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TitleScience, Numbers and Politics [electronic resource] / edited by Markus J. Prutsch
ImprintCham : Springer International Publishing : Imprint: Palgrave Macmillan, 2019
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Descript XV, 386 p. 10 illus., 4 illus. in color. online resource


This study explores the dynamic relationship between science, numbers and politics. What can scientific evidence realistically do in and for politics? The volume contributes to that debate by focusing on the role of “numbers” as a means by which knowledge is expressed and through which that knowledge can be transferred into the political realm. Based on the assumption that numbers are constantly being actively created, translated, and used, and that they need to be interpreted in their respective and particular contexts, it examines how numbers and quantifications are made ‘politically workable’, examining their production, their transition into the sphere of politics and their eventual use therein. Key questions that are addressed include: In what ways does scientific evidence affect political decision-making in the contemporary world? How and why did quantification come to play such an important role within democratic politics? What kind of work do scientific evidence and numbers do politically? Markus J. Prutsch is Senior Investigator and Administrator at the European Parliament, and a fellow of both the Heidelberg Academy of Sciences and Heidelberg University, Germany. He studied history and political science in Austria and Germany, and was a researcher at the European University Institute and the University of Helsinki, Finland. His work has been awarded on several occasions


1. Working Numbers – Introductory Remarks: Markus J. Prutsch -- 2. Historical Genesis of the Relation between Science, Numbers, and Politics – Section I Introduction: Kelly L. Grotke, Stephen Hastings-King -- 3. “Lies, damned lies and state-istics”: counting “real inhabitants” in the census (Belgium, 1846-1947): Kaat Louckx -- 4. “What Use is it in the Long Run to Resist Something that is Bound to Happen Anyway?” the Statistical Mind Settling in 19th C. Politics: Ida H. Stamhuis -- 5. Science, numbers, and colonialism in the African Great Lakes, 1820-1910: Axel Utz -- 6. The emergence of a global economic order - From scientific internationalism to infrastructural globalism: Anat Leibler -- 7. Politics and Science Today. Section II Introduction: Kathrine von Graevenitz, Georg von Graevenitz -- 8. Politics and Policies of Statistics Independence: Jean-Guy Prévost -- 9. Measuring, Modeling, Controlling the Climate? Numerical Expertise in U.S. Climate Engineering Politics: Julia Schubert -- 10. What Counts in the Politics of Climate Change? Science, Scepticism and Emblematic Numbers: Amanda Machin, Alexander Ruser -- 11. Kings and Indicators - Options for Governing without Numbers: Wolfgang Drechsler -- 12. European and International Education Policies: Lars Lehmann, Markus J. Prutsch -- 13. Higher Purpose and Economic Reason. An essay concerning the role of numbers as guide values of European education policy: Jörg J. Dötsch -- 14. Standardizing the Context and Contextualizing the Standard - Translating PISA into PISA-D: Radhika Gorur, Estrid Sørensen, Bryan Maddox -- 15. "Let's Talk Numbers” - Parliamentary Research in Educational Affairs in Light of Political Demand for Quantification – The Knesset in Comparative Perspective: Yuval Vurgan -- 16. Science, Numbers and Politics – Concluding Comments: Lars Lehmann, Markus J. Prutsch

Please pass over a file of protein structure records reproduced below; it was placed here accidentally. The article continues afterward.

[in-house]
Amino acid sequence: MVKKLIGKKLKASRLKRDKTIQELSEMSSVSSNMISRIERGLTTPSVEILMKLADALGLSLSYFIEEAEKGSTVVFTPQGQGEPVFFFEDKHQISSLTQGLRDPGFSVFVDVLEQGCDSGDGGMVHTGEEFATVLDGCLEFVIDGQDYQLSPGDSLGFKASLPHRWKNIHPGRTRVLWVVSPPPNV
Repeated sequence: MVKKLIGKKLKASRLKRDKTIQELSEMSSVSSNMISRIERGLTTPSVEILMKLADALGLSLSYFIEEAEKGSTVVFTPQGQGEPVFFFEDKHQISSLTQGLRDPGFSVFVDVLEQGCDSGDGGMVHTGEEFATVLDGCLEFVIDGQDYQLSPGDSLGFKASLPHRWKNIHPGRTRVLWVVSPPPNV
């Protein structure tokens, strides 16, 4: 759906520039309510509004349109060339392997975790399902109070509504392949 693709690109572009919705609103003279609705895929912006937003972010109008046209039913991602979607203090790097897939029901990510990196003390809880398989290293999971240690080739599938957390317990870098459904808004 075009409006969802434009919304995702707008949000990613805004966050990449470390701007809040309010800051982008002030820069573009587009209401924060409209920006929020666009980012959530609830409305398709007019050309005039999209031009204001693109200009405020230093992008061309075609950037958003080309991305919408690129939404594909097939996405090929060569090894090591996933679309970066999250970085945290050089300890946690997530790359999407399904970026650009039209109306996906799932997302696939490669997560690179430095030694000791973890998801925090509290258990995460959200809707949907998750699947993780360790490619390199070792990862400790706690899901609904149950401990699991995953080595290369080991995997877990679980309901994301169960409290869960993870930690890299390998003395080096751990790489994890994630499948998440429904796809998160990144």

Public policy World politics Political economy Statistics Comparative politics Public Policy. Political History. International Political Economy. Statistics for Social Sciences Humanities Law. Comparative Politics.


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